Just as many Catholics know, the Second Vatican Council referred to the liturgy as the “source and summit of the Christian life.” During the first half of the 20th Century, following the prompts of the great figures of the liturgical movement, the Council Fathers called out for a fuller, more conscious, and more active participation in the liturgy on the part of Catholics.
In the years which follows the Council, the attendance of Mass in Europe, North America, and Australia has drastically dropped. The numbers of Catholics who attend Mass regularly in those parts of the world ranges between 10 and 25 percent.
However, it is not a surprise thing that an extraordinary number of those who identify themselves as Catholics in the West have very little idea of what the Mass actually is.
So what is the Mass?
What actually happens during this paradigmatic prayer?
First and foremost, the Mass is just a privileged encounter with the living Christ. As Christianity is not a philosophy, ideology, or religious program; rather, it is a friendship with the Son of God, who was risen from the dead.
Infact, there is no more intense union with Jesus than the Holy Mass.
Imagine for a moment the two major divisions of the Mass which are: the liturgy of the Word and the liturgy of the Eucharist. Take for instance, in a formal setting, when we meet with another person we typically do two things. We stay together and talk, and then we eat.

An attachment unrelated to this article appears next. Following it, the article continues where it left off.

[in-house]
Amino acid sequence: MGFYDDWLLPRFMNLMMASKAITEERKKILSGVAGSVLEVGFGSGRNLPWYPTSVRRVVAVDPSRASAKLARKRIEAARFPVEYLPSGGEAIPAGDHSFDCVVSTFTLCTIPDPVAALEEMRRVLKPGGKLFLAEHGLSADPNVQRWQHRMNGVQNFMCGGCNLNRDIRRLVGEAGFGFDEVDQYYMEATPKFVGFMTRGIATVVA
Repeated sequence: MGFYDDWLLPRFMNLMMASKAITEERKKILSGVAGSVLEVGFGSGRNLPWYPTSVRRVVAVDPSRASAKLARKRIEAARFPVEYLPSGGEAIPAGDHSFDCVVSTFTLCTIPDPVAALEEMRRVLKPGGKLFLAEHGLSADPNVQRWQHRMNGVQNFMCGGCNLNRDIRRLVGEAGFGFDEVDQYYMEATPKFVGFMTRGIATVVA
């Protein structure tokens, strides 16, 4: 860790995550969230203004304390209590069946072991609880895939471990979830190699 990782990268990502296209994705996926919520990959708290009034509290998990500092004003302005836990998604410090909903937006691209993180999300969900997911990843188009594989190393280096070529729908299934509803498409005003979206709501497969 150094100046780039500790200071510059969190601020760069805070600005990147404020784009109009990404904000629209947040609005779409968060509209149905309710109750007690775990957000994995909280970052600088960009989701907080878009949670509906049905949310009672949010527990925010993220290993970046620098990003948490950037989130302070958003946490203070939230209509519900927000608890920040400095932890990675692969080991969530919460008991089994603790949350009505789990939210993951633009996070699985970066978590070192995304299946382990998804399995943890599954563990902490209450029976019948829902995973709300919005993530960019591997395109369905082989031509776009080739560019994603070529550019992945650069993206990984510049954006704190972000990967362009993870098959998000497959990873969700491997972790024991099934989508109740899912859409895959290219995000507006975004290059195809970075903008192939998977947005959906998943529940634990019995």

Take the first part of the Mass (liturgy of the Word) as an exchange, a conversation, between the Son of God and the members of his mystical Body. During the prayers and interventions of the priest, and especially in the words of the Scriptures, Jesus (through the Priest) speaks to his people, and in the songs, responses, and psalms, the people respond back.
During the course of this spirited conversation, the union between head and members is deepened, strengthened, confirmed. After talking, we then sit down to eat, not just an ordinary meal, but the banquet of the Body and Blood of our Lord, hosted by Jesus himself. The communion that started with the call and response during the first part of Mass is now brought to a time of unsurpassed intensity (at least this side of heaven), as the faithful draw close to eat the body and drink the lifeblood of Jesus.
The Holy Mass, as an act of union with the highest good.
But why is the Mass so important? Why is it called the “source and summit” of the Christian life?
In this case, I could say many more things in answer to these questions, but suffice it to say for the moment that it is the most awesome and wonderful encounter between friends and that it is an anticipation of the moment that will be our permanent preoccupation in heaven.